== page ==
order for curbside pickup from our cafe menu:

mobile ordering

Search

the chocolate new wave

The cacao tree originated in the Amazon basin. It was propagated throughout Central and South America by the people in these regions. During the colonial era, and during various development projects in the last hundred years, cacao was brought to other regions of the globe and planted as a cash crop. Some of these regions have become major suppliers to the commodity confection market. In other regions cacao is one of many crops cultivated by small share farmers. In some cases the cacao groves have been lost or abandoned and integrated into the surrounding forest, where they continue to propagate.

Over the last 20 years or so, a new wave of small chocolate makers has emerged, and we count ourselves among this community of small 'bean to bar' chocolate makers. These chocolate makers concentrate on exploring the finer flavor aspects of cacao (elements which have often been compromised or sacrificed in mass-produced confection for the sake of disease resistance or productivity). We prioritize ethical sourcing, developing relationships with the farmer producers and with the brokers who help us procure our cacao. Together we represent only about 5% of the world's cacao market.

Maya Mountain Cacao works with 350+ certified organic smallholder cacao farming families in the Toledo District of southern Belize. Most of these farmers are indigenous Q’eqchi’ and Mopan Maya. The cacao is centrally processed at a post-harvest facility where three unique stages of sun drying create optimal flavor. While ancient criollo can still be found deep in the nature reserves of Belize and on small private plots, the vast majority of cacao cultivated by the smallholder Maya farmers of the south are Amelonado-dominant hybrids and other Upper Amazon Forastero hybrids. Genetic testing of the beans through support of the Heirloom Cacao Preservation Initiative suggest the diversity of clones in Belize likely originates from the CDC and Hershey plantings as well as seeds brought across the border over hundreds of years from Mayan communities in Guatemala.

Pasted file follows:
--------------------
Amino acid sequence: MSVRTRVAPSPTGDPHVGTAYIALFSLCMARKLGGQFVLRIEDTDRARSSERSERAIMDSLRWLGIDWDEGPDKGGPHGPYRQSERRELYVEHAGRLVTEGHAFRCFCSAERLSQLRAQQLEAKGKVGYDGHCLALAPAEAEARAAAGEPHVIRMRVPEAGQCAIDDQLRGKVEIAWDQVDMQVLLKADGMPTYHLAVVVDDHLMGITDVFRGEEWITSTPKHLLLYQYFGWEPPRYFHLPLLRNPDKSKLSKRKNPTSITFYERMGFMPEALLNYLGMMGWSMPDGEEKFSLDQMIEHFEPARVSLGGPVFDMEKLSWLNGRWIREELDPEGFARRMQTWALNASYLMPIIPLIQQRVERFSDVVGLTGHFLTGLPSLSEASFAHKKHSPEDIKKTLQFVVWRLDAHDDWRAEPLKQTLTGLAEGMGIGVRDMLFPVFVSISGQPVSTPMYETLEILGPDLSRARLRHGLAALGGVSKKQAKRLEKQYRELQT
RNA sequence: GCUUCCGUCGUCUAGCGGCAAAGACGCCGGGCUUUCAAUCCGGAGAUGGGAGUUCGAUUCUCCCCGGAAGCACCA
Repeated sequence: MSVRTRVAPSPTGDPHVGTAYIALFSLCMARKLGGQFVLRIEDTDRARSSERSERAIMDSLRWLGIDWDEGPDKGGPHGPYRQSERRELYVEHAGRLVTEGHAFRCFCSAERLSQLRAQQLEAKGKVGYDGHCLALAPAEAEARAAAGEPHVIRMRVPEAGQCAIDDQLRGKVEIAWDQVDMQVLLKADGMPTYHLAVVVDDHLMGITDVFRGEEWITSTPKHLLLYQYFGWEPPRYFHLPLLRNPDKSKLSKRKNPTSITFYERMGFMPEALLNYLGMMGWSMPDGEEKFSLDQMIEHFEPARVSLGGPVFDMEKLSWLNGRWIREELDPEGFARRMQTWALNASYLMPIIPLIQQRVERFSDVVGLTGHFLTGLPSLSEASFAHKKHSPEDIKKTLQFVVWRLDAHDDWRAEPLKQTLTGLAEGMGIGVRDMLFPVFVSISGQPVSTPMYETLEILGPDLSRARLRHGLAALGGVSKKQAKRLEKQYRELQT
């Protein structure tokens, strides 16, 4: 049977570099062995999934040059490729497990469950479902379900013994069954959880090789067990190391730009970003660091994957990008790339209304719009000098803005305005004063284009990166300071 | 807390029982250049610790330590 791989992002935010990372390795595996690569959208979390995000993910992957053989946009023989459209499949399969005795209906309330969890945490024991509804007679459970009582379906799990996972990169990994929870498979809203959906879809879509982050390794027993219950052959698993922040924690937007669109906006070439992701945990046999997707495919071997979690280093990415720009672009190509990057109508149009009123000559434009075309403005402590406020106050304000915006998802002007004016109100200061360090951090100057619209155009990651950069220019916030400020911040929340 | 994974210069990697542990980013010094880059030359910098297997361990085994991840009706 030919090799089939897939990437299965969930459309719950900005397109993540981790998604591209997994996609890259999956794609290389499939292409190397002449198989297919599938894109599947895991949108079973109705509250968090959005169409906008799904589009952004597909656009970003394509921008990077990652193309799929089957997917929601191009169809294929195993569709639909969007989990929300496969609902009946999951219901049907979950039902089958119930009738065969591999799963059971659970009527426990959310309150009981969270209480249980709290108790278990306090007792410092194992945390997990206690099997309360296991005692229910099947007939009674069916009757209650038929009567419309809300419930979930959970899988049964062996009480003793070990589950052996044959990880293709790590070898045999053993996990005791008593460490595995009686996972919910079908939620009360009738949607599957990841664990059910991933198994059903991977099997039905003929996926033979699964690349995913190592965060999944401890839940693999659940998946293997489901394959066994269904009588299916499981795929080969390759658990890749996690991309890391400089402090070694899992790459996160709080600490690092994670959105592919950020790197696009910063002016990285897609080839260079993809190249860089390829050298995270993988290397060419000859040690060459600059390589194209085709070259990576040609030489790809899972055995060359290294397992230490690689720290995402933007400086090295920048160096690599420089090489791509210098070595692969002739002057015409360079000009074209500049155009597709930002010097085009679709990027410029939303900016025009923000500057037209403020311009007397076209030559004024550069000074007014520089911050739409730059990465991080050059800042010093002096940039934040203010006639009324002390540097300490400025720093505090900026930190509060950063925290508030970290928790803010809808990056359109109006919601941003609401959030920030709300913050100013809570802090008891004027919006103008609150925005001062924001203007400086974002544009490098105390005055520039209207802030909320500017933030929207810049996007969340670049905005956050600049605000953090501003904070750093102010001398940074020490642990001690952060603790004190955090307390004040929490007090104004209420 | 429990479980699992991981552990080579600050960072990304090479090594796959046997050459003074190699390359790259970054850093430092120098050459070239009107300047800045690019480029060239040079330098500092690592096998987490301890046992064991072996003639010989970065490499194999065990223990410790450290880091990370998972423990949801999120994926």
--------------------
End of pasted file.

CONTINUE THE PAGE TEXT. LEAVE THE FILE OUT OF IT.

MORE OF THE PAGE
Sourcing Partner: Uncommon Cacao

We loved this microlot so much that we bought it in its entirety... all 400 lbs produced by farmer Herbert Pasqual last year! It is an honor to introduce this complex flavored cacao to the world. La Corona Estate is the site of a new post-harvest processing facility in Tamana, Trinidad, which has many cacao estates both abandoned and active. For a long time most producers in the area sold wet beans to a centralized fermentary. The new La Corona fermentation and drying facility is giving neighbouring farmers another option for sale of their wet beans. Through this collaboration, farmers like Mr. Pasqual receive support and resources in order to produce higher value ‘fine flavor’ cacao.

Search